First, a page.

TUCSON, Ariz. - It's hard for someone from the general public to get a glimpse inside a crime scene but you are about to see some of the sophisticated techniques that bring 21st Century science to the fight against crime.
When detectives comb a crime scene for facts they know a jury may expect the sort of perfect precision they've seen in fiction. They're not like the TV shows yet but tech like the Pima County Sheriff’s laser scanner is bringing them closer.
This laser sends out a pulse fifty thousand times per second. Each pulse helps paint a precise picture of where evidence is.
Forensics specialist Brian McGraw checks his readings and says, “There's our measurement. 8.298 feet."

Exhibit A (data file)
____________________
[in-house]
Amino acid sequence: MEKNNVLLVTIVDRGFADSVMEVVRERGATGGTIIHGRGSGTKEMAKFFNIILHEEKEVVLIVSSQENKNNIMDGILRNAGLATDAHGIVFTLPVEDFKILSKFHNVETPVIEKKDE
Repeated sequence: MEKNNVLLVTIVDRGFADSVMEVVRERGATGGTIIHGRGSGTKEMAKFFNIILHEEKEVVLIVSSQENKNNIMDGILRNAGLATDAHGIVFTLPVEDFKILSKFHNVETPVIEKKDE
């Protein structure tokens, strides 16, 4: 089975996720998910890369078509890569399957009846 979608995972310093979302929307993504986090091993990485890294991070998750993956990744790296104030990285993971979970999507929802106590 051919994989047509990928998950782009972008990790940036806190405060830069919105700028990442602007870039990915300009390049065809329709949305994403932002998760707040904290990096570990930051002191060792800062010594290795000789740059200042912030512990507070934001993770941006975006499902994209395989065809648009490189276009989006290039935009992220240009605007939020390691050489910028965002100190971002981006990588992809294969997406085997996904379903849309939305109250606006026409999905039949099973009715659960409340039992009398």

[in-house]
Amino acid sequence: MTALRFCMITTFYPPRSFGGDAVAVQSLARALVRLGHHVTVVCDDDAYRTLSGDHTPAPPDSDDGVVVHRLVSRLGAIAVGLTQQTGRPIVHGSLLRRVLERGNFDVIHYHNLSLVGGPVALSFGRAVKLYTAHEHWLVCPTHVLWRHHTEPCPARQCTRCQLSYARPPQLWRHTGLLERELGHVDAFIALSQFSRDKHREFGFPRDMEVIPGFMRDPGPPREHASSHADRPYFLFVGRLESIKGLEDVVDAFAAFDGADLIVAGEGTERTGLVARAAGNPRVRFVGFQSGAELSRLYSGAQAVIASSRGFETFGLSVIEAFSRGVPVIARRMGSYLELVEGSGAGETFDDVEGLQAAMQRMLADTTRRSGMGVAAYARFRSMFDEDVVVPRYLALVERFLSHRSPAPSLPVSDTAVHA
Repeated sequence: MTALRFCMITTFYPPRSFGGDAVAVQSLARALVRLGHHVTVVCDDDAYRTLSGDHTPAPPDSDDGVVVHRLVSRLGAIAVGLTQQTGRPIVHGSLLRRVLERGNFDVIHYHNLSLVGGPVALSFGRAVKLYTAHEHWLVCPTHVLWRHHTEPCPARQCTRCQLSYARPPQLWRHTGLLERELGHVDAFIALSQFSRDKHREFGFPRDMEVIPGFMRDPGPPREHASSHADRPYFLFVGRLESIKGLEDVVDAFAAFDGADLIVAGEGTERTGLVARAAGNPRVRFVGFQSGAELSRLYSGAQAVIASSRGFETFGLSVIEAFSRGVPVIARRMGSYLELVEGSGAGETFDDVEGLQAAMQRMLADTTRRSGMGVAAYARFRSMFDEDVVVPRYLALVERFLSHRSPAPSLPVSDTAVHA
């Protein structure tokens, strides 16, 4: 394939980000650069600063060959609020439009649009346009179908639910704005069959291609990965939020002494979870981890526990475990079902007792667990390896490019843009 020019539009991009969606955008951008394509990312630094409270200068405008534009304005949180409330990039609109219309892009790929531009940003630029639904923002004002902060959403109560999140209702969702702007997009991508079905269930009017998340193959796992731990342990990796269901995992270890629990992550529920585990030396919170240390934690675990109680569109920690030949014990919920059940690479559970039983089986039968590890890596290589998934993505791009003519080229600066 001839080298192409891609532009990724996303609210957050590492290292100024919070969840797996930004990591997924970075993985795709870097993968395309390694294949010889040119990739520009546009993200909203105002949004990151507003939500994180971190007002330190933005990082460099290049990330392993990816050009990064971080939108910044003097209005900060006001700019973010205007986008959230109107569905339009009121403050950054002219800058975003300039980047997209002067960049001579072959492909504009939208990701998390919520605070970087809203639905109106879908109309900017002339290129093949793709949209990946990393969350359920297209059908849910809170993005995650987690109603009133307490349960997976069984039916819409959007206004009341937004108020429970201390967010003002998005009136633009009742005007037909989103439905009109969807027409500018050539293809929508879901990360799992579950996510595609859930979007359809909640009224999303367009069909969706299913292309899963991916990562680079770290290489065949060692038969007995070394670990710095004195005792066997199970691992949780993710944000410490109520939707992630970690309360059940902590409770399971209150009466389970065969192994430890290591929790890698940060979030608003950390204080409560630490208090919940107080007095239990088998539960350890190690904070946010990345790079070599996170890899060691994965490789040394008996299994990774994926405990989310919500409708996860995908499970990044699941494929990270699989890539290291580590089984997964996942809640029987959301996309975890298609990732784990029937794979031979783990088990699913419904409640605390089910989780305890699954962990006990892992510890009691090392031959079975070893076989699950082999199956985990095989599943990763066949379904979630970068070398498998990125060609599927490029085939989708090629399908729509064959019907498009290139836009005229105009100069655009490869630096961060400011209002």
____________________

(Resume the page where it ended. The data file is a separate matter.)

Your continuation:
He says, “If we wanted to look at bullet trajectories, we could see the distance of bullet trajectories. We could see the distance of shell casings from a firearm. We can see the distance of items of evidence in relationship to each other."
The machine, made by Leica, takes photos that combine with the laser imaging into a virtual crime scene detectives can examine again and again.
Sheriff's Detective Shawn George remembers using simple tape measures to document crime scenes. He says the laser gives detectives, and jurors a much better insight into how a crime happened.
"Pictures can only do so much. Diagrams, hand-drawn diagrams are only going to be able to do so much and this makes it significantly more appealing and easier to understand."
Now the Pima Sheriff's Department is looking forward to new scanners on the way, able to lock in even more detail from the chaos of a crime.